How to Teach High School GeographyAmber Oliver
So your homeschool journey has brought you to the deep waters of homeschooling high school, and you need some pointers for teaching geography, do you? You can do this, and it’s probably a lot easier than you think.
The scope of geography is both much simpler and also much deeper than you might be thinking. As simple as “the study of the world and all the things in it,” the broad definition of geography allows for the inclusion of a large number of topics. While it is indeed impossible to learn all there is to know about this planet, its territories, and its people in just one course, it is quite manageable to give your child a good look at this world we live in from the comfort of your own home.
Understanding High School Credits
Before we dig into teaching geography specifically, let’s do a quick review of high school credits and how they are calculated.
Generally speaking, a high school level course that takes an entire year to complete is considered a one credit course. A one semester (half year) course is worth a half credit. Your geography course may tell you how many credits it’s worth, but if it doesn’t, whether it’s a one-year or a one-semester course will give you an idea.
The North Star Geography curriculum, for example, states that it is considered a one credit course.
How Much Time To Spend On Geography
A one credit course involves around 120-180 hours of class time – more for courses with lab work, less for electives, and somewhere in the middle for basic courses such as language arts. Let’s say you want to shoot for somewhere around 135-150 hours on geography. How does that work out for a 36 week year?
- 40-50 minutes, 5 days a week
- 75-80 minutes, 3 days a week
- 105-125 minutes, 2 days a week
Of course, you could complete a whole year’s worth of work in one semester by doubling the times above for the same number of days per week for 18 weeks. Alternatively, you could spend half the time without digging as deep, and count it as a half credit. Checking for any state requirements can help you decide how much geography you need to plan for.
Remember also, that “work” doesn’t include only reading out of a book, but also researching, writing, and projects.
What to Teach for High School Geography
Now we know how much time to spend, but how do we know what to teach? After all, our definition is pretty broad!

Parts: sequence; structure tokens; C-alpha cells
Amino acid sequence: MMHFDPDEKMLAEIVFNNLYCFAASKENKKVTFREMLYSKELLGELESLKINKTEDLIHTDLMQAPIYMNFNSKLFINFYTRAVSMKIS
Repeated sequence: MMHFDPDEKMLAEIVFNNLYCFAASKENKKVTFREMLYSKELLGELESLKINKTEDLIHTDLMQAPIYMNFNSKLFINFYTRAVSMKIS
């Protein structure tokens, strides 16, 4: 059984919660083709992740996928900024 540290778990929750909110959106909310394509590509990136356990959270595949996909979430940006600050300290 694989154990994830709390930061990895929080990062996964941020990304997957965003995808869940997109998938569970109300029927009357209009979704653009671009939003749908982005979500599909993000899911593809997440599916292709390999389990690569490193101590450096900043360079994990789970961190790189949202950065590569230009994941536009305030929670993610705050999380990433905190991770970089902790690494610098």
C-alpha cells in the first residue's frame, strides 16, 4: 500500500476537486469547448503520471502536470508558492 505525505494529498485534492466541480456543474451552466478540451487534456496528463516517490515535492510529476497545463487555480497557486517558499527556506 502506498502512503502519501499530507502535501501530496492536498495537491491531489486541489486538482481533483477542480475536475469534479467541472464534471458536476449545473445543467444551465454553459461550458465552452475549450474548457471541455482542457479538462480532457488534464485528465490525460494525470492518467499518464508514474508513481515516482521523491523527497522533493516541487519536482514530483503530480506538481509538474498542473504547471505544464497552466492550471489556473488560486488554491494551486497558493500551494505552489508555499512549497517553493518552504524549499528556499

You can start with a pre-selected geography curriculum, such as North Star Geography, or if you prefer, you can create your own curriculum for the year. The two benefits of choosing something like North Star Geography is that the author has done all the work for you, and the companion CD that comes with the book has all of the activities, projects, and quizzes as well. To learn more about choosing a geography curriculum, consult this post about What To Look For in a High School Geography Curriculum.
To quickly recap that post, you want a curriculum that addresses:
- Physical Geography
- Political/Economic Geography
- Human/Social Geography
- Geography Tools
If you still want to create your own curriculum, you would want to cover those same topics to develop a comprehensive study of our world. Either way, you might also want to spend some focused time on the geography of your home state as well.
Promoting Independent Study
It’s likely by this point that your high schoolers are doing a large amount of learning on their own. Independent learning has several obvious benefits, but can have a few challenges as well. Here’s a few tips to help promote and assist with independent study.
1.) Involve your child in the planning. Decide together whether you will spend a year or a semester on the material, whether it should be studied daily or a few times a week. One of the many necessary skills for successfully completing a job is successful goal-setting.
2.) Develop a system of accountability. Develop a system of checklists, planning pages, or other method of lesson planning for your child to maintain and follow, that appeals to your child’s preference for organizing information.
3.) Decide how much or how little you will be involved. Students who are still uneasy about independent learning may appreciate having you teach the lesson and then completing the assignments on their own before they graduate to tackling the lessons alone. Those who are trustworthy with checking their own work may be given the task, while students who lack attention to detail or neglect to check their work may need supervision in this area. If your children struggle with accountability, you may need to help them be accountable for a while.
4.) Give your kids the room to learn to be independent. Everyone has their own best method for success, and it may take some time to figure out, but with practice they’ll get it.
Encourage your children for all of their effort. Learning to self-motivate, be self-accountable, and learn independently is challenging! While adjusting or correcting their process, don’t forget to encourage your children for the growth they have gained. Remember, too, to consider their learning styles and interests while planning. Look for ways to make learning geography at the high school level fun and interesting while letting your kids learn to pursue their studies independently. If planning and maintaining independent study is a challenge, you might also consider using an online class.